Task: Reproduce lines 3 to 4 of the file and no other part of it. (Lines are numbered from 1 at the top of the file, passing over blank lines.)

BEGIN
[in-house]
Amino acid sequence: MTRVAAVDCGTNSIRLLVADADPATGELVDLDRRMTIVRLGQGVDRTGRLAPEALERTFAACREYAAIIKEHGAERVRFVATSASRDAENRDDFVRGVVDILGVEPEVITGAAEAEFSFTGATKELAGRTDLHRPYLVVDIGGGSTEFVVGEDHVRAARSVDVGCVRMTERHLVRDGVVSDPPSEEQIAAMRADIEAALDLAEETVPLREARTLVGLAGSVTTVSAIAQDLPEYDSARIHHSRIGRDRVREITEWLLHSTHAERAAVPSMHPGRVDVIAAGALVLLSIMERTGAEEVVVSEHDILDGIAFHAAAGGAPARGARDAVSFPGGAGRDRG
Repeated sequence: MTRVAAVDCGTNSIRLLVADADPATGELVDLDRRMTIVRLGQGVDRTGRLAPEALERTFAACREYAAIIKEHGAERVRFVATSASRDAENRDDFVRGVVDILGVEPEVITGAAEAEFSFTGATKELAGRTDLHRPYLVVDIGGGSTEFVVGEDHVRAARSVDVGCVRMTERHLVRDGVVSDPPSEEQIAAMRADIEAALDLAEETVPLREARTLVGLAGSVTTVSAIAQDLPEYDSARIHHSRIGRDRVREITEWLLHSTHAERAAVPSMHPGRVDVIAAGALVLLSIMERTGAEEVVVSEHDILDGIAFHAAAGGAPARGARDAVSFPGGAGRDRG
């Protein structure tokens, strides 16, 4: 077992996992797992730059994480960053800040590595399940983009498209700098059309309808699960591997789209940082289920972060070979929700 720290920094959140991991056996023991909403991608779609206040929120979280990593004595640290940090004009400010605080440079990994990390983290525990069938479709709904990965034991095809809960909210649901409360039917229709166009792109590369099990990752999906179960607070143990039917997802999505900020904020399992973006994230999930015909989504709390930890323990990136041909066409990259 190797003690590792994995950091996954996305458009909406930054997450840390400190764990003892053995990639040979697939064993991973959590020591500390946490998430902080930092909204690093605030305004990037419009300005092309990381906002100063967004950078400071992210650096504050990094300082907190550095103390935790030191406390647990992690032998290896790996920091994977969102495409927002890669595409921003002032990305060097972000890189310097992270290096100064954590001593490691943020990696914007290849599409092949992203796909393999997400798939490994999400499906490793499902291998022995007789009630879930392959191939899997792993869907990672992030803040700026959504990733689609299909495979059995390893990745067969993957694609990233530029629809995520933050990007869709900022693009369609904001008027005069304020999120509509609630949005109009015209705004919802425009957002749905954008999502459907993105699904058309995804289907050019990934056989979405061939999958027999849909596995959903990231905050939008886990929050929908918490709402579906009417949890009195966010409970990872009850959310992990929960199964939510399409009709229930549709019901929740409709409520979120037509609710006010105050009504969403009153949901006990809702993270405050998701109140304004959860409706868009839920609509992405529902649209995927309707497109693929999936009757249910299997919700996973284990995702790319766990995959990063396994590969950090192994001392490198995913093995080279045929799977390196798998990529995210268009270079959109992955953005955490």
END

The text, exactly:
Repeated sequence: MTRVAAVDCGTNSIRLLVADADPATGELVDLDRRMTIVRLGQGVDRTGRLAPEALERTFAACREYAAIIKEHGAERVRFVATSASRDAENRDDFVRGVVDILGVEPEVITGAAEAEFSFTGATKELAGRTDLHRPYLVVDIGGGSTEFVVGEDHVRAARSVDVGCVRMTERHLVRDGVVSDPPSEEQIAAMRADIEAALDLAEETVPLREARTLVGLAGSVTTVSAIAQDLPEYDSARIHHSRIGRDRVREITEWLLHSTHAERAAVPSMHPGRVDVIAAGALVLLSIMERTGAEEVVVSEHDILDGIAFHAAAGGAPARGARDAVSFPGGAGRDRG
């Protein structure tokens, strides 16, 4: 077992996992797992730059994480960053800040590595399940983009498209700098059309309808699960591997789209940082289920972060070979929700 720290920094959140991991056996023991909403991608779609206040929120979280990593004595640290940090004009400010605080440079990994990390983290525990069938479709709904990965034991095809809960909210649901409360039917229709166009792109590369099990990752999906179960607070143990039917997802999505900020904020399992973006994230999930015909989504709390930890323990990136041909066409990259 190797003690590792994995950091996954996305458009909406930054997450840390400190764990003892053995990639040979697939064993991973959590020591500390946490998430902080930092909204690093605030305004990037419009300005092309990381906002100063967004950078400071992210650096504050990094300082907190550095103390935790030191406390647990992690032998290896790996920091994977969102495409927002890669595409921003002032990305060097972000890189310097992270290096100064954590001593490691943020990696914007290849599409092949992203796909393999997400798939490994999400499906490793499902291998022995007789009630879930392959191939899997792993869907990672992030803040700026959504990733689609299909495979059995390893990745067969993957694609990233530029629809995520933050990007869709900022693009369609904001008027005069304020999120509509609630949005109009015209705004919802425009957002749905954008999502459907993105699904058309995804289907050019990934056989979405061939999958027999849909596995959903990231905050939008886990929050929908918490709402579906009417949890009195966010409970990872009850959310992990929960199964939510399409009709229930549709019901929740409709409520979120037509609710006010105050009504969403009153949901006990809702993270405050998701109140304004959860409706868009839920609509992405529902649209995927309707497109693929999936009757249910299997919700996973284990995702790319766990995959990063396994590969950090192994001392490198995913093995080279045929799977390196798998990529995210268009270079959109992955953005955490």